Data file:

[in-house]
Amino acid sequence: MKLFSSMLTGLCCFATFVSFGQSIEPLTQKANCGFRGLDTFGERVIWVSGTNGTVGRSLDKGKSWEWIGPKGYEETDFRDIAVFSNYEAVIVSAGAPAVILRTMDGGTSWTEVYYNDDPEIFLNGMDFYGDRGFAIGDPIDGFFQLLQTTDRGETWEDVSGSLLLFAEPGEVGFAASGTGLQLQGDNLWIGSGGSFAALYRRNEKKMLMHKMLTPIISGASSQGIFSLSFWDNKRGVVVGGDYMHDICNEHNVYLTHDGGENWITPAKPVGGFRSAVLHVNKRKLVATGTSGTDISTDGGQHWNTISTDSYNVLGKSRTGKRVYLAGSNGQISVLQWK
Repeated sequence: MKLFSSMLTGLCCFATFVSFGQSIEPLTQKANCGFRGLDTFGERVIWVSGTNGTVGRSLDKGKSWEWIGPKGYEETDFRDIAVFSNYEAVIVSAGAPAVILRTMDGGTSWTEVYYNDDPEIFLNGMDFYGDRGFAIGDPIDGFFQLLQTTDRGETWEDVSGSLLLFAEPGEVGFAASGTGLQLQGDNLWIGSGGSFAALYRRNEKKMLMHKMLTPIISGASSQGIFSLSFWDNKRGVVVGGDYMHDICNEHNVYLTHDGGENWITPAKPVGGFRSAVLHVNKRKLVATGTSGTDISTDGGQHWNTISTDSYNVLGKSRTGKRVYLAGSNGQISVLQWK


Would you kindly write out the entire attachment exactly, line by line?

[in-house]
Amino acid sequence: MKLFSSMLTGLCCFATFVSFGQSIEPLTQKANCGFRGLDTFGERVIWVSGTNGTVGRSLDKGKSWEWIGPKGYEETDFRDIAVFSNYEAVIVSAGAPAVILRTMDGGTSWTEVYYNDDPEIFLNGMDFYGDRGFAIGDPIDGFFQLLQTTDRGETWEDVSGSLLLFAEPGEVGFAASGTGLQLQGDNLWIGSGGSFAALYRRNEKKMLMHKMLTPIISGASSQGIFSLSFWDNKRGVVVGGDYMHDICNEHNVYLTHDGGENWITPAKPVGGFRSAVLHVNKRKLVATGTSGTDISTDGGQHWNTISTDSYNVLGKSRTGKRVYLAGSNGQISVLQWK
Repeated sequence: MKLFSSMLTGLCCFATFVSFGQSIEPLTQKANCGFRGLDTFGERVIWVSGTNGTVGRSLDKGKSWEWIGPKGYEETDFRDIAVFSNYEAVIVSAGAPAVILRTMDGGTSWTEVYYNDDPEIFLNGMDFYGDRGFAIGDPIDGFFQLLQTTDRGETWEDVSGSLLLFAEPGEVGFAASGTGLQLQGDNLWIGSGGSFAALYRRNEKKMLMHKMLTPIISGASSQGIFSLSFWDNKRGVVVGGDYMHDICNEHNVYLTHDGGENWITPAKPVGGFRSAVLHVNKRKLVATGTSGTDISTDGGQHWNTISTDSYNVLGKSRTGKRVYLAGSNGQISVLQWK